Canada sends an airplane to Mali

Tease the day: How much will Canadians keep talking about Mali?

CP/Richard Lam

Canada is edging ever more slowly into the mission to fight back against rebels in Mali. Prime Minister Stephen Harper’s made sure to qualify Canada’s contribution of a C-17 support aircraft as temporary, short-term and limited to a single week—pending a decision in a few days to maybe extend its time in Africa. The PM ensured no Canadian Forces personnel anywhere near Mali would enter a combat role. France’s troops on the ground and jets in the air are the face of western intervention in the troubled African nation. But the Globe and Mail this morning dedicates its centrefold “Folio” to explaining why Mali matters. Among the reasons: its a big source of Canada’s overseas aid, receiving more than $100 million a year. Bamako is still far from a household name in Canada, but could that start to change, one transport plane at a time?


What’s above the fold this morning?

The Globe and Mail leads with Canada’s limited contribution of a support aircraft to the fight against rebels in Mali. The National Post fronts a Pakistani-Canadian cleric, Tahir ul Qadri, who’s calling for political reforms in Pakistan (not online). The Toronto Star goes above the fold with a court order demanding an Ontario water park stop burying dead animals in mass graves on-site. The Ottawa Citizen leads with last night’s double murder-suicide that left a mother and her two children dead. iPolitics fronts the upcoming gathering of NDP leaders in Ottawa. CBC.ca leads with Lance Armstrong’s apparent confession to Oprah Winfrey that he used performance-enhancing drugs throughout his cycling career. National Newswatch showcases a Postmedia story that says Elections Canada is interviewing Conservative campaign workers in connection with its voter suppression investigation.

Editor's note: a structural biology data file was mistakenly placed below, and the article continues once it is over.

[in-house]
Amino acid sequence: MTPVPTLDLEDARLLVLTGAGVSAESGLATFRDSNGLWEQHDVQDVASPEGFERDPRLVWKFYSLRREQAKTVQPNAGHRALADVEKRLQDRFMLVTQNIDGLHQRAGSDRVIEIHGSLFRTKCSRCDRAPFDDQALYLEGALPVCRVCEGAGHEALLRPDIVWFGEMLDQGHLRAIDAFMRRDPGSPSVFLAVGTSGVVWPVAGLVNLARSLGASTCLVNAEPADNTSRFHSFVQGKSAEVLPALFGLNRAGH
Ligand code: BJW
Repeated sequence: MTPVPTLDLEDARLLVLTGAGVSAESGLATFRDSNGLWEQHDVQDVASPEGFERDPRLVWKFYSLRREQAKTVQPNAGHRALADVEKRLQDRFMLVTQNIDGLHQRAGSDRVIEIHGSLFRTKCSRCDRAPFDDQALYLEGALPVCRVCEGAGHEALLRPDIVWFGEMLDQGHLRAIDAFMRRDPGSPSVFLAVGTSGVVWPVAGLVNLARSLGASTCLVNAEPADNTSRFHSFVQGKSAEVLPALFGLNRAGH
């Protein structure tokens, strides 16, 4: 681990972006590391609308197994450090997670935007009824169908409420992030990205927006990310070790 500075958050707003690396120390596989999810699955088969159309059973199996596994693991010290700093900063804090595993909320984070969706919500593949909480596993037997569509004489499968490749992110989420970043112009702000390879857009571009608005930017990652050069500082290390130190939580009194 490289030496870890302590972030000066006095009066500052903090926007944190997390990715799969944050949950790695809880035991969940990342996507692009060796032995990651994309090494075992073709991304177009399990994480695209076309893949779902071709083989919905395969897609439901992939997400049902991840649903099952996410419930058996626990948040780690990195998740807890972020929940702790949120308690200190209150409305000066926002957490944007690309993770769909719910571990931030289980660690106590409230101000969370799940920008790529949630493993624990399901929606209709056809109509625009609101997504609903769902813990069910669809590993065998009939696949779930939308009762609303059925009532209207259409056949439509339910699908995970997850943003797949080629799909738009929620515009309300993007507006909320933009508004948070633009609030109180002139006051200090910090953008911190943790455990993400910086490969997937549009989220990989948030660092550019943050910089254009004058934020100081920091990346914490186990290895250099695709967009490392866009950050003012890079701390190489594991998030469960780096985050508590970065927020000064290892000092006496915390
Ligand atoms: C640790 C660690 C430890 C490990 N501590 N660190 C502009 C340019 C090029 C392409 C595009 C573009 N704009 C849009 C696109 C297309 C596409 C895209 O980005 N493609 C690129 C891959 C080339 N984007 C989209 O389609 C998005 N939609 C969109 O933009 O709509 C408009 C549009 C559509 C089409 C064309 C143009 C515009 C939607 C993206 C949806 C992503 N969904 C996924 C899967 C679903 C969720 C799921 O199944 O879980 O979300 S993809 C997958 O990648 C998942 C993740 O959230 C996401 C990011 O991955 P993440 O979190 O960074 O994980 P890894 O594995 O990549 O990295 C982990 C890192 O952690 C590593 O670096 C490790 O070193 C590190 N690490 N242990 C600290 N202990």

Stories that will be (mostly) missed

1. Refugees. Immigration Minister Jason Kenney is set to announce the government’s intention to resettle 5,000 Iraqi and Iranian refugees, currently based in Turkey, in Canada by 2018. 2. Navy fuel. The Royal Canadian Navy is considering making the switch from diesel to biofuel, and is currently determining just how much that transition would cost.
3. EI rules. A PEI woman who made national waves yesterday for her protest against new Employment Insurance rules spoke to the National Post in detail about her fight against the feds. 4. Access to information. Canada’s information commissioner, Suzanne Legault, says federal departments are falling behind on answering citizens’ requests for documents.




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